- The skin has abundant reserves of vitamin C during our young age. However, these resources get depleted as we continue to age.
- The skin receives only a small portion of vitamin C when consumed orally.
- Using vitamin C in the form of serums or moisturizers helps the skin to absorb it more effectively.
- Vitamin C offers various benefits to the skin, like protecting against free radical damage, enhancing collagen production, and countering hyperpigmentation.
- Vitamin C is available in various forms and concentrations and one has to choose the appropriate one.
Vitamin C is one of the well–researched and notable skincare ingredients that works as an antioxidant and protects our skin from environmental damage. This vitamin forms a natural component of healthy skin.
The skin has abundant reserves of vitamin C (found in the epidermis as well as the dermis) during our young age. However, these resources get depleted as we continue to age. To counter this, many people start taking several supplements as they age.
While this vitamin can certainly be taken in edible forms in foods, drinks, and supplements, the skin receives only a small portion of vitamin C when consumed orally. Using vitamin C in the form of serums and moisturizers helps the skin absorb it more effectively.
Benefits of Vitamin C for the Skin
#1 Minimizes Appearance of Fine Lines and Wrinkles
While the benefits of vitamin C are vast, one of the most important properties of topical application of vitamin C is the reduction of fine lines and wrinkles, thereby making you appear more youthful.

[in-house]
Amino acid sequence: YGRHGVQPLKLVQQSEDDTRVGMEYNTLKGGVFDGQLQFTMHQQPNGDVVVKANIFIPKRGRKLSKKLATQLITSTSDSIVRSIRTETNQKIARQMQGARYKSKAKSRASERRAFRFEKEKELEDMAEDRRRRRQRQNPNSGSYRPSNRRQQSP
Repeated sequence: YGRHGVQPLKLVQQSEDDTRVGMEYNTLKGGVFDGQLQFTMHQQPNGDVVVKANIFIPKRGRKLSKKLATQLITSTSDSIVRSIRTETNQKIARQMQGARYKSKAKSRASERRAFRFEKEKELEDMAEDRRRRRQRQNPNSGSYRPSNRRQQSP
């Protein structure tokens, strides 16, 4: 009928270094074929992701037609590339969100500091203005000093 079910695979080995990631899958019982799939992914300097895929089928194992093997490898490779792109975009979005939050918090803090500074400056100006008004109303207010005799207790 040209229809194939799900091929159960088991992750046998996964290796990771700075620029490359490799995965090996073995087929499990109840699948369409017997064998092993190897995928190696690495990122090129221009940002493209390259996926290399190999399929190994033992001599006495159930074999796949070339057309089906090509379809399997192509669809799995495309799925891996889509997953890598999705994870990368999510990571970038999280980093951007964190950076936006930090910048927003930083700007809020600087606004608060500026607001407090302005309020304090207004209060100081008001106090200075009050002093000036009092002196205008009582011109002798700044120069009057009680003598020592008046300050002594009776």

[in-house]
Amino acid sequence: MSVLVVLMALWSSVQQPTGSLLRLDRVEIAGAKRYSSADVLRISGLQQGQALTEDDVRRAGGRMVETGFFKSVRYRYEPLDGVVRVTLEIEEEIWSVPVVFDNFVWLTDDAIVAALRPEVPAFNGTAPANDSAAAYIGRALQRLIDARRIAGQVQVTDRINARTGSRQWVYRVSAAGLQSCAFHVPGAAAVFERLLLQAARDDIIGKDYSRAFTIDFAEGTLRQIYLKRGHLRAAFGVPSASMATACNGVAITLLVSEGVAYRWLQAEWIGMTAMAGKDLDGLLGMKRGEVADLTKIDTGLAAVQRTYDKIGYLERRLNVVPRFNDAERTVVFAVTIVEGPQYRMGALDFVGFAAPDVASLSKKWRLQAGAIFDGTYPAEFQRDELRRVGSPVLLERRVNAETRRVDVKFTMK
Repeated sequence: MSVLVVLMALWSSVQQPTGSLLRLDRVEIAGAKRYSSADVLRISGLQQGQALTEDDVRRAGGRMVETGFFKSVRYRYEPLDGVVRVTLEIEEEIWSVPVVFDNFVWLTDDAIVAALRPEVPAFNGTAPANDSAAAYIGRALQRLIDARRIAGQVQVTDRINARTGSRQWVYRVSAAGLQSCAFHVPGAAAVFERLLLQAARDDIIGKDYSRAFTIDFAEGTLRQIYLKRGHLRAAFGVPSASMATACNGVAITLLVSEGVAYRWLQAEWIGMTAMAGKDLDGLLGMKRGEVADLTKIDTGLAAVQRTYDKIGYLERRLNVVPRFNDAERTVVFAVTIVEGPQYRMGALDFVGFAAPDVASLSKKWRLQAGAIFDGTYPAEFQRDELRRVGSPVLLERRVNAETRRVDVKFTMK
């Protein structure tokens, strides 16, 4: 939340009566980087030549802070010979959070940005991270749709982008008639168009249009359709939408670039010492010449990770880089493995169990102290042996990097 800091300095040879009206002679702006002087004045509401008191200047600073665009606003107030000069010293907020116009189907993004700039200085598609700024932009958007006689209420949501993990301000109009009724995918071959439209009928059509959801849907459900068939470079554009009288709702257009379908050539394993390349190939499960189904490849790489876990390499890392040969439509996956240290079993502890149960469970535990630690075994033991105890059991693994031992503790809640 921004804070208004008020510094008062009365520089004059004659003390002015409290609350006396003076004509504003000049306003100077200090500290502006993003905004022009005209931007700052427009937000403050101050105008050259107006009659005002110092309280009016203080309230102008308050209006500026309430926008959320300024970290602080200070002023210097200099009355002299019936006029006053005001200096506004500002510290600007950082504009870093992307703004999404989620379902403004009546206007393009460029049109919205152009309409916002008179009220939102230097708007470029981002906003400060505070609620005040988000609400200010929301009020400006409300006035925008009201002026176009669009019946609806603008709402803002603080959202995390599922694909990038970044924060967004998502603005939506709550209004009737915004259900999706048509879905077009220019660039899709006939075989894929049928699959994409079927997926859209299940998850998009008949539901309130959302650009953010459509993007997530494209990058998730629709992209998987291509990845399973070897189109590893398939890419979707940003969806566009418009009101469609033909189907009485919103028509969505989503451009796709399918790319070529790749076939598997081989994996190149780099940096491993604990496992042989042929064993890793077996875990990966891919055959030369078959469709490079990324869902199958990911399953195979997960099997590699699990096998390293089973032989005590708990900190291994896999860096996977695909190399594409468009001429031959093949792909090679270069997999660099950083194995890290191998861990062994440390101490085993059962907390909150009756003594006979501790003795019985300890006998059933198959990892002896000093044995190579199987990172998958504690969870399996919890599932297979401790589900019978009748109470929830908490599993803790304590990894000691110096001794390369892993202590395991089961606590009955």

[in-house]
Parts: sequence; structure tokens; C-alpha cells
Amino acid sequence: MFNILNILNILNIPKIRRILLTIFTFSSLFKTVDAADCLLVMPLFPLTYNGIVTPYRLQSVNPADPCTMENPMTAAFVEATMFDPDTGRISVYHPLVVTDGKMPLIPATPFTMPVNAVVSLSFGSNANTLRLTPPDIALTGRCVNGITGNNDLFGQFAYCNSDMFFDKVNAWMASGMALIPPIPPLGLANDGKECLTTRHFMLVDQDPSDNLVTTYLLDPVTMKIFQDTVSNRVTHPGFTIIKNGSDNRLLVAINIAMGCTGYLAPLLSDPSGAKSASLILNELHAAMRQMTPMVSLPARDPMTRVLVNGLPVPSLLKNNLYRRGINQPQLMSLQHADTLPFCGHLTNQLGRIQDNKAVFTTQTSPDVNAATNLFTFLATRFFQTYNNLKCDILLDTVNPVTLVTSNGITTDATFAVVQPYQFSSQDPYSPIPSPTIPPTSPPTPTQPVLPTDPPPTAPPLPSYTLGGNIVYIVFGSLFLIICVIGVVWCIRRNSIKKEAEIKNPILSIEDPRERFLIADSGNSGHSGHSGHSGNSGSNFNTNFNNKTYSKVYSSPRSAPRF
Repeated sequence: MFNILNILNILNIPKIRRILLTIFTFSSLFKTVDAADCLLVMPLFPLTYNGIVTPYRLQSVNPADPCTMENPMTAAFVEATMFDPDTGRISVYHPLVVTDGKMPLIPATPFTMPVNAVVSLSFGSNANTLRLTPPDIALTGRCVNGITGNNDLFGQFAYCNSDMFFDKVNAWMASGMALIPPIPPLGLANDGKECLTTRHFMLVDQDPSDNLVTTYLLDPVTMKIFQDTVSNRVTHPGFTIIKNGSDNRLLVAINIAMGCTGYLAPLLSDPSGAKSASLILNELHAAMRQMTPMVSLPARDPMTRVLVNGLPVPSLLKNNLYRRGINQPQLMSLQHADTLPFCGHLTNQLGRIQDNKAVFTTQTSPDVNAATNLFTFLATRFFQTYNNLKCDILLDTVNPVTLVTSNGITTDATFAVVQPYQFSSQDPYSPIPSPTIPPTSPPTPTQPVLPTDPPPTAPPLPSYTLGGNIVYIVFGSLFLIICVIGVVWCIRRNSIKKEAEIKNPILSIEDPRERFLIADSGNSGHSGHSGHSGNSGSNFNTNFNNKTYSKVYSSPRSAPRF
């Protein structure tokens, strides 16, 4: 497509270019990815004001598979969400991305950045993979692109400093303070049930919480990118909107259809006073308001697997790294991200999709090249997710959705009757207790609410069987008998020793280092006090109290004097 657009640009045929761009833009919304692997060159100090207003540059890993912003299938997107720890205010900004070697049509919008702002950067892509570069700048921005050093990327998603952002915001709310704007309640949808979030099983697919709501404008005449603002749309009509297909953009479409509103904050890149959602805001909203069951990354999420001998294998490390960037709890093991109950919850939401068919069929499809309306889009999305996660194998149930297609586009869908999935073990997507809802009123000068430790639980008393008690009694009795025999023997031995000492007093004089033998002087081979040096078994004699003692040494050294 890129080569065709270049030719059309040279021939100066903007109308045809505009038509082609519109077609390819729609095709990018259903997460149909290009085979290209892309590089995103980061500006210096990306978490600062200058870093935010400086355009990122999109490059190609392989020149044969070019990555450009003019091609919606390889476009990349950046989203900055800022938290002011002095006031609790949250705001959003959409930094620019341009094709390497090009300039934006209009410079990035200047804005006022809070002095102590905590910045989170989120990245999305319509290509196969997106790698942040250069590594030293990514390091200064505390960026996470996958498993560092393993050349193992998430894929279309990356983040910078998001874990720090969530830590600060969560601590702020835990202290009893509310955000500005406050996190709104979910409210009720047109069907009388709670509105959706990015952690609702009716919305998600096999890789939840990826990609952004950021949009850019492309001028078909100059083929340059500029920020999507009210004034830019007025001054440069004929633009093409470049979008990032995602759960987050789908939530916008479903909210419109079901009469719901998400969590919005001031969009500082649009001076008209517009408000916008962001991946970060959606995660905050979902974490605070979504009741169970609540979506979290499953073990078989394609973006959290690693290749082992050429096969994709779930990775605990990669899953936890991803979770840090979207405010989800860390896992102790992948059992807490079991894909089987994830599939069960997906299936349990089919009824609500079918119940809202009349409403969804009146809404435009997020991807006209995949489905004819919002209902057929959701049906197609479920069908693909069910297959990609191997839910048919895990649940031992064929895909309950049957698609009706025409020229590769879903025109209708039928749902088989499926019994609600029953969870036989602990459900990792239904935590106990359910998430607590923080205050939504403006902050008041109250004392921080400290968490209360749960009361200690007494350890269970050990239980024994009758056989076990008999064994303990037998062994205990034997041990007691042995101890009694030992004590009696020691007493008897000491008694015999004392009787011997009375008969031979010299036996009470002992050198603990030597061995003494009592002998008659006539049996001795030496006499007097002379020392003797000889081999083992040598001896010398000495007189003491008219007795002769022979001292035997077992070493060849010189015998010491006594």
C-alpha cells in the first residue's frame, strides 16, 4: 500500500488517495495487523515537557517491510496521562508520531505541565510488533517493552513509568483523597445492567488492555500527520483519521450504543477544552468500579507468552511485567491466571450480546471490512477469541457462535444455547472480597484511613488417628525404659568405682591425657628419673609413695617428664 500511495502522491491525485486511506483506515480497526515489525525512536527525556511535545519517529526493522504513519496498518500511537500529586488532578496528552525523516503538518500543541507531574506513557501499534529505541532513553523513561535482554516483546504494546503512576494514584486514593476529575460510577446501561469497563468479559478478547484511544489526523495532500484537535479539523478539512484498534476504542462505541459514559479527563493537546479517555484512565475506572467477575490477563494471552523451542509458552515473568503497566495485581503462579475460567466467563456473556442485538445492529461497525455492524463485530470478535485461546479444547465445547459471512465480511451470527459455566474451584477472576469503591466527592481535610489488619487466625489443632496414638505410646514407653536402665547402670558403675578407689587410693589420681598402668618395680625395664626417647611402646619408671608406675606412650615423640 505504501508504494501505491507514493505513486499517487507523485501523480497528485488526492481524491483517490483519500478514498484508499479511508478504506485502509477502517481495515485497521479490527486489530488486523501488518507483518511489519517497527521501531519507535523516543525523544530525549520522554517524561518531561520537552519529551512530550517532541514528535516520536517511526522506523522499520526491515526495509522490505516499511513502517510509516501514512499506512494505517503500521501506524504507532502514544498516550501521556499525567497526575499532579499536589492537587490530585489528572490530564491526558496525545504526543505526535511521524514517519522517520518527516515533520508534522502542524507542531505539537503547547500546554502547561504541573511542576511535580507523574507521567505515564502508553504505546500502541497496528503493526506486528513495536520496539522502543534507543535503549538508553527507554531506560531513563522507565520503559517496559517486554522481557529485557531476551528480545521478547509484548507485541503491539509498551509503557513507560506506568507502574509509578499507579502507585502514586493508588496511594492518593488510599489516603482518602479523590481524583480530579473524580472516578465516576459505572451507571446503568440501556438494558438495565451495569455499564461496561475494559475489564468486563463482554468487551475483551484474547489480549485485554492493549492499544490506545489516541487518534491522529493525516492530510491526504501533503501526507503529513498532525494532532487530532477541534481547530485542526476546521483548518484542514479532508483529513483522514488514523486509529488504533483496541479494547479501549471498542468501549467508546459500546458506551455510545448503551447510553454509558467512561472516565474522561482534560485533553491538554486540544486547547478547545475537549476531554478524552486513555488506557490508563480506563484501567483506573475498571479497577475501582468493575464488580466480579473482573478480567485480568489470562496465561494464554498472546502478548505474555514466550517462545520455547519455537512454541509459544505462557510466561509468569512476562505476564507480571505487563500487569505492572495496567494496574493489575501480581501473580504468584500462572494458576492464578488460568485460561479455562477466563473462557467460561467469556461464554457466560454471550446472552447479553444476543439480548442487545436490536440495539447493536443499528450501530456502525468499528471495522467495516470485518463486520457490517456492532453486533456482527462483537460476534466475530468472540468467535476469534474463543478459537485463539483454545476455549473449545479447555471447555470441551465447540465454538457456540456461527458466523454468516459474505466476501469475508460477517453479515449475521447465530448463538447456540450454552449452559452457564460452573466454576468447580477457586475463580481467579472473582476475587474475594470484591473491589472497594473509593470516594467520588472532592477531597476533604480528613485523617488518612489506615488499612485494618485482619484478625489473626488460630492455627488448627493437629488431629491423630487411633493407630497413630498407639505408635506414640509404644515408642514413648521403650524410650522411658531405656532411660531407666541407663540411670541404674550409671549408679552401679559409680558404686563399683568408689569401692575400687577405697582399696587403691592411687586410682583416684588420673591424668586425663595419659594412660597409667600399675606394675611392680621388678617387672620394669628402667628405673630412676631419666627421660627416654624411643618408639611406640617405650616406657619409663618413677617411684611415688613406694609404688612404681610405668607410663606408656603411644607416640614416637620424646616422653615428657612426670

#2 Promotes Wound Healing
Poor wound healing is linked to decreased collagen formation and thinning of stratum corneum. High levels of vitamin C help in quick healing of wounds and reducing scar formation.
#3 Shields the Skin from Damage Caused by Environmental Factors and Free Radicals
It has been proven that too much exposure to oxidative stress by the way of UV irradiation or through various pollutants is associated with diminished levels of vitamin C in the epidermal layer. , 
Given the antioxidant properties in Vitamin C, the topical application of Vitamin C greatly helps to safeguard the skin from various environmental stressors and scavenge free radicals.
#4 Enhances the Production of Collagen and Elastin
The skin benefits of Vitamin C are not restricted to its antioxidant properties alone. For instance, the acidic nature of vitamin C enhances the production of collagen and elastin and this, in turn, enables the skin to repair itself. Both collagen and elastin are protein fibers that help keep the skin firm and elastic, and vitamin C, by enhancing the production of these two protein fibers, helps in preventing premature aging.
#5 Minimizes Hyperpigmentation and Dark Spots
Patricia Wexler, a board-certified dermatologist, states that vitamin C helps to inhibit the skin’s production of melanin. Melanin is a pigment that is responsible for giving the skin, hair, and eyes their color.
However, an increase in melanin production leads to skin issues, like hyperpigmentation, dark spots, and discoloration. Vitamin C, by inhibiting melanin production, helps resolve such skin issues. Not only does vitamin C resolve such skin issues, but it also prevents them from recurring in the first place with continued topical usage.